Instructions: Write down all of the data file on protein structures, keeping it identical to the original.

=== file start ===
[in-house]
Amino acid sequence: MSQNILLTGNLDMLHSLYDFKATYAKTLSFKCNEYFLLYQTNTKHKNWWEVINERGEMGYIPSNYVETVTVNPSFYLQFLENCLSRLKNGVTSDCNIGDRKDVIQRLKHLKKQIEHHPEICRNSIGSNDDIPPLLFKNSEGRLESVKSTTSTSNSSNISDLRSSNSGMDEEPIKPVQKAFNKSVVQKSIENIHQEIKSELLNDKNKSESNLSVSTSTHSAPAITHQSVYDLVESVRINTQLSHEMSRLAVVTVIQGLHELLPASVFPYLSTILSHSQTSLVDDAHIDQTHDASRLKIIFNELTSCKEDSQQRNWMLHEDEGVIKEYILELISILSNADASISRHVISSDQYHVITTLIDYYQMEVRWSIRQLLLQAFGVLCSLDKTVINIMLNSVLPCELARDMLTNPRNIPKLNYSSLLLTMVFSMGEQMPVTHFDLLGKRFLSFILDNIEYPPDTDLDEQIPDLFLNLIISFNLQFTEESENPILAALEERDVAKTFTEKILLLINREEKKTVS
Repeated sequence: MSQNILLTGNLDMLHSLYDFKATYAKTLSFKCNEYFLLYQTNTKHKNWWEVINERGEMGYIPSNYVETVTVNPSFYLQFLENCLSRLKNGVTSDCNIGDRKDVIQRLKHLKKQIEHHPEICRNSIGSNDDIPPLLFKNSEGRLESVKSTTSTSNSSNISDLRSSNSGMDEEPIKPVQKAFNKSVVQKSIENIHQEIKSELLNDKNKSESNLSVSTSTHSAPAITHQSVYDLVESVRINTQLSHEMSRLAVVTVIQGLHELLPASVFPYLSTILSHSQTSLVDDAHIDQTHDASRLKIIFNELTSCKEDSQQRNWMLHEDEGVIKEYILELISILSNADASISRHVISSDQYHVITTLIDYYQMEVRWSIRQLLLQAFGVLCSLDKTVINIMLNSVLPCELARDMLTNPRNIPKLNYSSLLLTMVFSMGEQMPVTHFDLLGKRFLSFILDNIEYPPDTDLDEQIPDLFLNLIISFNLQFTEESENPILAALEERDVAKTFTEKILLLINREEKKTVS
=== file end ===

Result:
[in-house]
Amino acid sequence: MSQNILLTGNLDMLHSLYDFKATYAKTLSFKCNEYFLLYQTNTKHKNWWEVINERGEMGYIPSNYVETVTVNPSFYLQFLENCLSRLKNGVTSDCNIGDRKDVIQRLKHLKKQIEHHPEICRNSIGSNDDIPPLLFKNSEGRLESVKSTTSTSNSSNISDLRSSNSGMDEEPIKPVQKAFNKSVVQKSIENIHQEIKSELLNDKNKSESNLSVSTSTHSAPAITHQSVYDLVESVRINTQLSHEMSRLAVVTVIQGLHELLPASVFPYLSTILSHSQTSLVDDAHIDQTHDASRLKIIFNELTSCKEDSQQRNWMLHEDEGVIKEYILELISILSNADASISRHVISSDQYHVITTLIDYYQMEVRWSIRQLLLQAFGVLCSLDKTVINIMLNSVLPCELARDMLTNPRNIPKLNYSSLLLTMVFSMGEQMPVTHFDLLGKRFLSFILDNIEYPPDTDLDEQIPDLFLNLIISFNLQFTEESENPILAALEERDVAKTFTEKILLLINREEKKTVS
Repeated sequence: MSQNILLTGNLDMLHSLYDFKATYAKTLSFKCNEYFLLYQTNTKHKNWWEVINERGEMGYIPSNYVETVTVNPSFYLQFLENCLSRLKNGVTSDCNIGDRKDVIQRLKHLKKQIEHHPEICRNSIGSNDDIPPLLFKNSEGRLESVKSTTSTSNSSNISDLRSSNSGMDEEPIKPVQKAFNKSVVQKSIENIHQEIKSELLNDKNKSESNLSVSTSTHSAPAITHQSVYDLVESVRINTQLSHEMSRLAVVTVIQGLHELLPASVFPYLSTILSHSQTSLVDDAHIDQTHDASRLKIIFNELTSCKEDSQQRNWMLHEDEGVIKEYILELISILSNADASISRHVISSDQYHVITTLIDYYQMEVRWSIRQLLLQAFGVLCSLDKTVINIMLNSVLPCELARDMLTNPRNIPKLNYSSLLLTMVFSMGEQMPVTHFDLLGKRFLSFILDNIEYPPDTDLDEQIPDLFLNLIISFNLQFTEESENPILAALEERDVAKTFTEKILLLINREEKKTVS